The other is democracy’s reliance on an impenetrable bureaucratic skin. It’s hard to see how the regulatory framework can be reduced, and Handforth may have given cause to extend it. But its effects can be countered, and there are all sorts of devices for that. As a clerk I wanted councillors to host, in turn, one each month, an informal reception (refreshments of course) immediately before each council meeting, inviting all residents from their zone (ward). And keep doing it. A few people we didn’t know, would have come. In time, the democratic return on investment would surely be visible in terms of the numbers who stayed on for at least part of the meeting, those who raised issues, and those who voted at the next election.

I failed to persuade my management group of any virtues in this idea, but had I stayed longer in post I think I could have got this and similar notions established. Democracy needs diligent ongoing maintenance, not frantic last-minute repairs.

To me, a key point about town and parish councils – now sometimes called ‘ultra-local councils’ – is that among their powers is a rather special informal convening power. They are able quickly, and usually a-politically, to bring together agencies (including principal authorities, police, health, schools etc), local businesses, community groups and residents to focus on specific local issues and get them sorted. This is oddly under-appreciated, not least by principal authorities. And it points to the need, when talking about democratic revitalisation, to ensure reference to the community sector, which can function as a democracy sandpit, default care provider, lightning-conductor for issues, and social responsibility conscience for councils.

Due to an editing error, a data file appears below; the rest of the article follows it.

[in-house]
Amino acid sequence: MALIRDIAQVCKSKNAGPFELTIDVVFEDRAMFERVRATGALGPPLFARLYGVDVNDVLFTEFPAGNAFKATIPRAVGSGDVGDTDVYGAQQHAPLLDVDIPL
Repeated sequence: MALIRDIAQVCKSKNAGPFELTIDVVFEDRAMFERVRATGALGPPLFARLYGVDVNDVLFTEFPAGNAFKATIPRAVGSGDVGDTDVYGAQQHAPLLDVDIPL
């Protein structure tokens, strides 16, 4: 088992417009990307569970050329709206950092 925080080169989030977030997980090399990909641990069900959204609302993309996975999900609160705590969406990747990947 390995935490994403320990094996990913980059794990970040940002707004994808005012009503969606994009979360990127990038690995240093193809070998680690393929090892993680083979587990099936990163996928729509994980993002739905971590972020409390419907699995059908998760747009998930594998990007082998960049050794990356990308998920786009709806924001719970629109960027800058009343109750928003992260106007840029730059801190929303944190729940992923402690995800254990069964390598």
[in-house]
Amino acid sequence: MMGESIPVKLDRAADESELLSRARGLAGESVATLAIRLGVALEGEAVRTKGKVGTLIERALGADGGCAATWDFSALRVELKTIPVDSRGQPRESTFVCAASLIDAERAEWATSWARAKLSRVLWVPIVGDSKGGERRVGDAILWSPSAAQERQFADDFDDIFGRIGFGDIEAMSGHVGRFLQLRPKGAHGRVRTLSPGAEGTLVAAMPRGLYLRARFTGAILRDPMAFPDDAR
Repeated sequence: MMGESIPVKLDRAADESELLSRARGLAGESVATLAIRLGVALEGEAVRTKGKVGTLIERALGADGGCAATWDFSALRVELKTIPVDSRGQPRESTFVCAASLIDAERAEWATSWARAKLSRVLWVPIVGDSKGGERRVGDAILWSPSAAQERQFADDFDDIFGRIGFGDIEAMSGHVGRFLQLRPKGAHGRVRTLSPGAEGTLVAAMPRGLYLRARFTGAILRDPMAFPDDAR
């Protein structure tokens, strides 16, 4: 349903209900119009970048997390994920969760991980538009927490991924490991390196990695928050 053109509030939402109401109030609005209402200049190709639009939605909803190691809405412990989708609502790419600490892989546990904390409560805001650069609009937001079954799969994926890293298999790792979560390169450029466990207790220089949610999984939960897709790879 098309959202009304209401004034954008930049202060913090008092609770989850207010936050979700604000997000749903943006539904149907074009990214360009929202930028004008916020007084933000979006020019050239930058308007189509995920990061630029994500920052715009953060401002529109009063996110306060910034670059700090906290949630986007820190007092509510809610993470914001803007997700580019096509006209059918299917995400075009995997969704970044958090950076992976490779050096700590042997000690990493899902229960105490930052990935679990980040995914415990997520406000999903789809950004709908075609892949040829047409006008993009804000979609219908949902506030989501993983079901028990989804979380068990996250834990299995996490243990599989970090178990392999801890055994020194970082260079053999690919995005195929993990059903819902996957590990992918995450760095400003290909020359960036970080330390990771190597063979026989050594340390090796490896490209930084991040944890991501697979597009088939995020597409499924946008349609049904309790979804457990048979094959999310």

Well, we now have a parish council in England that has become a huge embarrassment to its residents. The technology made a difference: Jackie Weaver’s performance would have been impossible in a face-to-face meeting. Meanwhile, councils in all tiers apparently have reported increased participation through online meetings. Bryony Rudkin offered insightful councillor’s reflections on the comparison with face-to-face meetings, on this channel recently. Now the government is under pressure to remove, permanently, the legal requirement for councils to meet in person.

I observe that public debate over the past year, in and out of lockdown, has acknowledged the reality that many families do not have anything like adequate technology to participate in a virtual society: so at least that argument doesn’t have to be made, does it? How then are hybrid meetings going to function against the risk of exclusion (the affluent signing in from home, with their intimidating bookshelf-backdrops; the rest huddling round a phone on threadbare broadband)? Do we expect those who would not have been likely to attend a formal council meeting before, and who cannot participate online, suddenly to be so excited at the prospect of a Weaveresque fracas that they’ll be queuing at the door?

There will have to be guidance for hybrid meetings, for all tiers. I’d like to see strong recommendation that councils fund community centres to host large-screen streaming. Community development workers will want to set these up anyway – refreshments, creche, homework corner, publicity; and someone on hand to give a little introduction and explain procedural necessities, to ‘sub-chair’ participation from the ‘annexe’, and provide feedback to officers. Councillors and officers should be encouraged to participate from these locations.

Forget the Handforth cacophony, maybe this is a chance to improve the acoustics of local democracy.

Kevin Harris is a PhD student at INLOGOV, researching into democratic voice and community action in local councils. He was previously a community development consultant and Chief Officer at Queen’s Park Community Council in London (2017-2019).

Photo source: https://www.swingdebates.com/news/handforth-parish-council/

References

Committee on Standards in Public Life, 2019. Local government ethical standards:  a review. Committee on Standards in Public Life, London.

Jacobs, J., 2004. Dark age ahead. Random House, New York.